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Tribes Favor Legislation for Optional State Compacts in McGirt

The Chickasaw Nation and Cherokee Nation said Thursday the challenges presented by their expanded criminal boundaries post-McGirt v. Oklahoma are so great they are advocating for the state of Oklahoma to retain jurisdiction over some of those felony of cases.

The U.S. Supreme Court’s McGirt decision substantially changed how felony crimes can be prosecuted throughout eastern Oklahoma. Now, crimes like murder, kidnapping and rape must be prosecuted by the federal government. But the United States has struggled to provide adequate law enforcement and other resources on reservations to prosecute those crimes. And, the maximum sentence tribes can give for felonies is only three years.

That's why leaders from the Cherokee Nation and Chickasaw Nation said at a reporters roundtable Thursday that a compact with the state is needed to make sure no case falls through the cracks.

Cherokee Nation Principal Chief Chuck Hoskin Jr. and Chickasaw Nation Governor Bill Anoatubby attended the roundtable via Zoom. Sara Hill, Cherokee Nation's Attorney General and Stephen Greetham, Chickasaw Nation's senior council were also on hand to field questions. They say any compact agreement would have to be done through legislation and are confident it won't erode any sovereignty they gained through the hard fought Supreme Court case.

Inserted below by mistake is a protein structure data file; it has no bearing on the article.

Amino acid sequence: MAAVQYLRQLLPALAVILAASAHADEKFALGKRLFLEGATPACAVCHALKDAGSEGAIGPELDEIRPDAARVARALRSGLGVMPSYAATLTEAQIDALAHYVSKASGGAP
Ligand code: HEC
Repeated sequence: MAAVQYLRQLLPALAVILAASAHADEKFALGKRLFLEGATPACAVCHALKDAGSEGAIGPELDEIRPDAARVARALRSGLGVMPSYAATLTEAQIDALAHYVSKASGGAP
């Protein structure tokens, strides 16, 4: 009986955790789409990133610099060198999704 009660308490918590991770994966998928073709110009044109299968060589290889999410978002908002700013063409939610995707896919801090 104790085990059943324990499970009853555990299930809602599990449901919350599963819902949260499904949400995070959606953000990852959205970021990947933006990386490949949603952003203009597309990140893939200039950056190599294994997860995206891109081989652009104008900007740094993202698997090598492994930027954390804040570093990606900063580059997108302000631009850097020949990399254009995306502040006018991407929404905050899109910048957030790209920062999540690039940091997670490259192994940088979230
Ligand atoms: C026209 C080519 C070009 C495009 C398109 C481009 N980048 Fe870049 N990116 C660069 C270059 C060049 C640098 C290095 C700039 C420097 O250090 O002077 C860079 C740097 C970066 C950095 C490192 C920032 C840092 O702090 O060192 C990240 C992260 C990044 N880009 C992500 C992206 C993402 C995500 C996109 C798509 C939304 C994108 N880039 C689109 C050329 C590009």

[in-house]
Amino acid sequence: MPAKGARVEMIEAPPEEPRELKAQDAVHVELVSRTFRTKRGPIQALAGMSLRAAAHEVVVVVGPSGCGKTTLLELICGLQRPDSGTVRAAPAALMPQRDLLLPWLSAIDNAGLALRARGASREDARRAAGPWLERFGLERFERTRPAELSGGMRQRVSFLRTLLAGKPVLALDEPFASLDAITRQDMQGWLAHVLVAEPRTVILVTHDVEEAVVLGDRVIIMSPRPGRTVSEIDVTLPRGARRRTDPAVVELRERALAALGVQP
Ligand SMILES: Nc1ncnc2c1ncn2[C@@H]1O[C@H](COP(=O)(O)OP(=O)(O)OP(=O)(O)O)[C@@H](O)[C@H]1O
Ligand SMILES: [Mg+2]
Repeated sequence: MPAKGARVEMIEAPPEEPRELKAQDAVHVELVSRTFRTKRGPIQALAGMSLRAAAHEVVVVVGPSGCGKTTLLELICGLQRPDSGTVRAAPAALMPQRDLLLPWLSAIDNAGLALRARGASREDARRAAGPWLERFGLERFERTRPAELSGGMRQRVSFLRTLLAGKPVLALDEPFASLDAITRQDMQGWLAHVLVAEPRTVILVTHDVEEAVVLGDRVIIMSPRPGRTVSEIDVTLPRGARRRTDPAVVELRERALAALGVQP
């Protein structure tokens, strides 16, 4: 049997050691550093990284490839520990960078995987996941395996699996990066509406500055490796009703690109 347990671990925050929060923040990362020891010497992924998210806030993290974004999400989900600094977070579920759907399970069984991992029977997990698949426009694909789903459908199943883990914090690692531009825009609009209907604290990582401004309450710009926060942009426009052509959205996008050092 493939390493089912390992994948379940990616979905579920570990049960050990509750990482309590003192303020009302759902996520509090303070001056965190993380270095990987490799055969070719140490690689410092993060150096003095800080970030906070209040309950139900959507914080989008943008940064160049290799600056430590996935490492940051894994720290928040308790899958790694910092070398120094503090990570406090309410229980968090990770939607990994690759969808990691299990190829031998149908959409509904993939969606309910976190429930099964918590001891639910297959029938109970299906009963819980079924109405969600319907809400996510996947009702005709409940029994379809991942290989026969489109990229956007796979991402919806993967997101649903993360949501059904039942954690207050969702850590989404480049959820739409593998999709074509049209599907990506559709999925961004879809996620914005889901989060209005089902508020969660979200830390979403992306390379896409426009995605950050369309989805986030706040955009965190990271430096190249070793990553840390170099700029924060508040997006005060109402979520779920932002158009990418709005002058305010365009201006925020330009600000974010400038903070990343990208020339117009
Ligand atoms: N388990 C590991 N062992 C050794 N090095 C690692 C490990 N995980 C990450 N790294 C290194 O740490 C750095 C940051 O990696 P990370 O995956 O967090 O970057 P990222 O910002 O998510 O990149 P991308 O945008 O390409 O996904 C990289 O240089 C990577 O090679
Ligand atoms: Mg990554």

The idea for compacting was put forth last fall by Oklahoma Attorney General Mike Hunter. He worked with Anoatubby and Hoskin Jr. on the proposal and says legislation is needed.

“Federal prosecutors are doing all they can to keep up with the cases that are being handed to them, but their resources are being stretched,” said Hunter, who cited the growing number of cases being brought forth for post-conviction relief.

But the Muscogee (Creek) Nation disagrees. After the proposal came out, they released a statement saying that federal legislation wasn't necessary.

"At first look, it appears that what AG Hunter is proposing already exists under federal law. P.L. 280, which allows for the transfer of subject matter jurisdiction to the state," read a statement from Jason Salsman when the proposal was put forth. "But the historical record shows that tribes that have voluntarily relinquished their authority have found themselves trapped and unable to ever recover their sovereignty."

"We have to make sure that McGirt is not undermined by any sort of compacting. In fact, it's the opposite effect that we think compacting has on McGirt. It makes it a workable, enduring victory for tribes," said Hoskin Jr.

Sara Hill, the Attorney General for the Cherokee Nation agrees. She thinks the system in place for the Tribe is flawed and hamstrung by federal rules put in place by the Major Crimes Act, which was passed in 1885 and gave the federal government the right to prosecute crimes taking place on Indian land.